Identifying the Effects of Eliminating Replenishment for Nonexistent Backorders, on the Performance of Perishable Inventories - A Simulation Study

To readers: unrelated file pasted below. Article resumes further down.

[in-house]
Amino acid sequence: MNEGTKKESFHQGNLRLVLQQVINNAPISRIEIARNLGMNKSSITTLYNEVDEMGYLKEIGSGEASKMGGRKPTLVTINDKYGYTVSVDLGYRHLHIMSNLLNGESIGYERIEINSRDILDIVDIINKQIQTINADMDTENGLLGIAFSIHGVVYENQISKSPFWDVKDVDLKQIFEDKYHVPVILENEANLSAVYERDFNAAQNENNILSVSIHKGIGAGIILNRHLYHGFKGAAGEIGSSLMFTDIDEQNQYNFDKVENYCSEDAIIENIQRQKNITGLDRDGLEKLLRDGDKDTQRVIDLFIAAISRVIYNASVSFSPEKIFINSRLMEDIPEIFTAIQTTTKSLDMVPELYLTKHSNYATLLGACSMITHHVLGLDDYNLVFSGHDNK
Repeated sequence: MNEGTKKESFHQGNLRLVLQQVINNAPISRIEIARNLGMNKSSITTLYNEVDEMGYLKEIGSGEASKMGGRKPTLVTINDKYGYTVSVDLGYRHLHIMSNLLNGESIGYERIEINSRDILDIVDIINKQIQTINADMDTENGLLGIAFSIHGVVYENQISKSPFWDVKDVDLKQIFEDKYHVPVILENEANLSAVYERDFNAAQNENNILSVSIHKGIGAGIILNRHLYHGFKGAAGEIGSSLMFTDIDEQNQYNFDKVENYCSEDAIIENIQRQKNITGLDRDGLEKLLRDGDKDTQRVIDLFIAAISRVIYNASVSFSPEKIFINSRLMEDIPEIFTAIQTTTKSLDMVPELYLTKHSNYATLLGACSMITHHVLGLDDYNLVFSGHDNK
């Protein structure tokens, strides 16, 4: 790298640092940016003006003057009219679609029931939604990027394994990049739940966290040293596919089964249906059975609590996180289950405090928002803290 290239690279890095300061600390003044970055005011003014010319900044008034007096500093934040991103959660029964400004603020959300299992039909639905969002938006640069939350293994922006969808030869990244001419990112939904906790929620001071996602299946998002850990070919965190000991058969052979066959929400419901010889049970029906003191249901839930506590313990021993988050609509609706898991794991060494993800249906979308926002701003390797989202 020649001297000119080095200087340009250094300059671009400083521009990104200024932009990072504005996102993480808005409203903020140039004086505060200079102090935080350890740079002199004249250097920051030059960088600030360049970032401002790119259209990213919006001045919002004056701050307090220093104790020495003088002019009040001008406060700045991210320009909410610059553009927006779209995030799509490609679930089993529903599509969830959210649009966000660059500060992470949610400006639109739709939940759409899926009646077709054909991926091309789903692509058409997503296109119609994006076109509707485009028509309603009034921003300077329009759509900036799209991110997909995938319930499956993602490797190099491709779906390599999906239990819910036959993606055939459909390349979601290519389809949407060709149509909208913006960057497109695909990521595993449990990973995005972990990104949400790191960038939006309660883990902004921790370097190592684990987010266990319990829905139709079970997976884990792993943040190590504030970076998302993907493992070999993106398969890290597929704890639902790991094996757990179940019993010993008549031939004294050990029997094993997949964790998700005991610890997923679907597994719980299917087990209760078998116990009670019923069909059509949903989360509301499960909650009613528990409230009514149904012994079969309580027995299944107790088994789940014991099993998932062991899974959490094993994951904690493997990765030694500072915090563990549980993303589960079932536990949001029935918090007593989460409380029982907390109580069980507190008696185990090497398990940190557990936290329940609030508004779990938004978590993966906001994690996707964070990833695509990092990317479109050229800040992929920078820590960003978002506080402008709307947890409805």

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Inventory control is an indispensable activity in operations management. Variability and uncertainty of demand increase the complexity of inventory control activities. The complexity further amplifies when the inventories to be controlled are of perishable products, such as fresh fruits and vegetables, dairy products, meat, blood, chemicals, etc. Such products have limited usable lifetimes and are discarded if not used within this period. For food products, the discarded items amount to food wastes, which are associated with negative social, environmental and economic impacts. In case of unavailability of products that are of general use rather than special occasion use, such as milk, customers find alternative products or buy the products elsewhere; but are seldom found postponing the purchase of such products, and buying them later at the same store. As a result, in cases of unavailability of such products, sales are lost and the phenomenon of backordering diminishes. Majority of inventory replenishment models in classical inventory theory, are based on the assumption of backordering. If replenishment is done assuming that customers will return to fulfil their demand, while actual customer behaviour contradicts the expected behaviour; the assumption becomes the cause of over-ordering, as inventory is held in anticipation of demand that has already been lost. This issue was observed in policies which are intended to cater to replenishment of perishables in grocery retail. These policies exhibit an underlying assumption of backordering, due to having their roots in classical inventory theory. When the inventoried product under consideration is perishable, over-ordering and holding excess inventory, can become a cause of waste. However, reducing order sizes can also be expected to fulfil lower proportions of demand, thus, lowering profits and availability. As a result, the objective of this research was to identify the simultaneous effects of eliminating the backordering assumption, on various inventory performance measures and answering the question: How are the performance indicators: waste, fill rate, inventory level and number of deliveries; for perishable inventories with no backorders, affected when lost-sales are taken into account while ordering? To answer the question, a simulation study was conducted on a model that was developed to represent the characteristics of a milk inventory in grocery retail store; where modified and unmodified forms of three ordering policies were compared. The unmodified forms reflected a backordering assumption. The modified forms excluded replenishment for demand that would be lost by the time the order arrives. The study showed that the proposed modifications reduce waste for stores that experience waste under the unmodified policy. However, the percentage reduction varies with the store characteristics of weekly demand and review intervals. Stores with high weekly demands and low review intervals were found relatively immune to wastes under the unmodified policy, and have little value for such modifications. Among the stores with low weekly demands and high review intervals, the policy modification was observed to have varying level of impact on waste and availability. To summarise the measure of impact, the ratio of change in overstocking and change in understocking was used; where overstocking was represented by the percentage of items that were wasted out of those purchased; and understocking was represented by the percentage of demand that was fulfilled. This measure was referred to as the value of policy change, and was plotted for various store characteristics; for product characteristics that represented milk; and additionally for three other set of characteristics to assess the sensitivity towards these characteristics. The policy modification can be concluded to have varying levels of value for different stores that face wastes under the unmodified policy forms, and the number of these stores varies with product characteristics. The value of policy modification is higher, for products with shelf lives lower than milk, if customer responses to stock-outs of these products reflect no or minimal backordering.